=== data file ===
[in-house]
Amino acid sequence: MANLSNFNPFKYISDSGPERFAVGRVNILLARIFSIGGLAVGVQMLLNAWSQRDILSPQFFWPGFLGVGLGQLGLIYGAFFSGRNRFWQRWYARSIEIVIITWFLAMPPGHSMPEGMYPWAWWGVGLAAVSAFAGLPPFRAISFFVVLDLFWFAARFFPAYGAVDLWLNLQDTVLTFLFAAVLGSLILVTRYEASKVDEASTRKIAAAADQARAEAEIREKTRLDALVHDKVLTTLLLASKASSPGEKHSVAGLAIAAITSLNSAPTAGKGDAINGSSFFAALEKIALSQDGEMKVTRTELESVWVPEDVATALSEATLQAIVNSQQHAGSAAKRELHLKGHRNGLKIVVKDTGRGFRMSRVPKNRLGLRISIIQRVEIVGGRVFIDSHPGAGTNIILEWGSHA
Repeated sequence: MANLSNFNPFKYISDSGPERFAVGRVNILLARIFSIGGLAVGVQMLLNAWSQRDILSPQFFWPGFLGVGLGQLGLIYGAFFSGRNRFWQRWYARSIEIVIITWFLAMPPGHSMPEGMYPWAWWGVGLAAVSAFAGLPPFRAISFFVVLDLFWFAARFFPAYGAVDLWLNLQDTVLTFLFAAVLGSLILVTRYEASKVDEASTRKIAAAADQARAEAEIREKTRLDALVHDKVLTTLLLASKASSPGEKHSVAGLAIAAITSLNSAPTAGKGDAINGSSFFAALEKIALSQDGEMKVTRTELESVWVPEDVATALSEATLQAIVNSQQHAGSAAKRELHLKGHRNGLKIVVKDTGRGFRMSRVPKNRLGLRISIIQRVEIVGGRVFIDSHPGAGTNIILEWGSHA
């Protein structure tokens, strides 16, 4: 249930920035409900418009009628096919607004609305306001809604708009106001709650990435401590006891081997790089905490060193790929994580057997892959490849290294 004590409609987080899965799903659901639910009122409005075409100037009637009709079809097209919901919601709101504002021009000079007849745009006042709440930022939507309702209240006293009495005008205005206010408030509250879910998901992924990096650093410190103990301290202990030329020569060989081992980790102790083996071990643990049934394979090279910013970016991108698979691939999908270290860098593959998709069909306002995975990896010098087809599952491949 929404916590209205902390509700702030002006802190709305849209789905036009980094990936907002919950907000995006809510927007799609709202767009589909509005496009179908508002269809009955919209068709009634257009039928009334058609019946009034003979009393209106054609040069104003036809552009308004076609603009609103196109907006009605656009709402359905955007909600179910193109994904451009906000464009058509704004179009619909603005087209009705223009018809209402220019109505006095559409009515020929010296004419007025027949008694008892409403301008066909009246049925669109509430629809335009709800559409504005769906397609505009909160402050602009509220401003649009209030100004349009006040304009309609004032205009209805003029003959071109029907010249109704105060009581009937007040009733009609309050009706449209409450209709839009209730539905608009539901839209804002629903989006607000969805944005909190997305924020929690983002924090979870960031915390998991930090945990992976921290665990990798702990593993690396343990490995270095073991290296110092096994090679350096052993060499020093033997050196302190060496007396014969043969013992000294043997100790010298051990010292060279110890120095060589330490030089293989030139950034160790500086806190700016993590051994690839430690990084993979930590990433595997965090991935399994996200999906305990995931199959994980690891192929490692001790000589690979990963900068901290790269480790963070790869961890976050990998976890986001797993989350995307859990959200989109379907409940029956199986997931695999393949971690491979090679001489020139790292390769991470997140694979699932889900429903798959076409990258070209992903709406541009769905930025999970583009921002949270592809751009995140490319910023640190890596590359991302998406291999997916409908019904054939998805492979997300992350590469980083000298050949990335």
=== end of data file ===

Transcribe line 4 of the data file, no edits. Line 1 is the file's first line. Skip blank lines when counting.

């Protein structure tokens, strides 16, 4: 249930920035409900418009009628096919607004609305306001809604708009106001709650990435401590006891081997790089905490060193790929994580057997892959490849290294 004590409609987080899965799903659901639910009122409005075409100037009637009709079809097209919901919601709101504002021009000079007849745009006042709440930022939507309702209240006293009495005008205005206010408030509250879910998901992924990096650093410190103990301290202990030329020569060989081992980790102790083996071990643990049934394979090279910013970016991108698979691939999908270290860098593959998709069909306002995975990896010098087809599952491949 929404916590209205902390509700702030002006802190709305849209789905036009980094990936907002919950907000995006809510927007799609709202767009589909509005496009179908508002269809009955919209068709009634257009039928009334058609019946009034003979009393209106054609040069104003036809552009308004076609603009609103196109907006009605656009709402359905955007909600179910193109994904451009906000464009058509704004179009619909603005087209009705223009018809209402220019109505006095559409009515020929010296004419007025027949008694008892409403301008066909009246049925669109509430629809335009709800559409504005769906397609505009909160402050602009509220401003649009209030100004349009006040304009309609004032205009209805003029003959071109029907010249109704105060009581009937007040009733009609309050009706449209409450209709839009209730539905608009539901839209804002629903989006607000969805944005909190997305924020929690983002924090979870960031915390998991930090945990992976921290665990990798702990593993690396343990490995270095073991290296110092096994090679350096052993060499020093033997050196302190060496007396014969043969013992000294043997100790010298051990010292060279110890120095060589330490030089293989030139950034160790500086806190700016993590051994690839430690990084993979930590990433595997965090991935399994996200999906305990995931199959994980690891192929490692001790000589690979990963900068901290790269480790963070790869961890976050990998976890986001797993989350995307859990959200989109379907409940029956199986997931695999393949971690491979090679001489020139790292390769991470997140694979699932889900429903798959076409990258070209992903709406541009769905930025999970583009921002949270592809751009995140490319910023640190890596590359991302998406291999997916409908019904054939998805492979997300992350590469980083000298050949990335």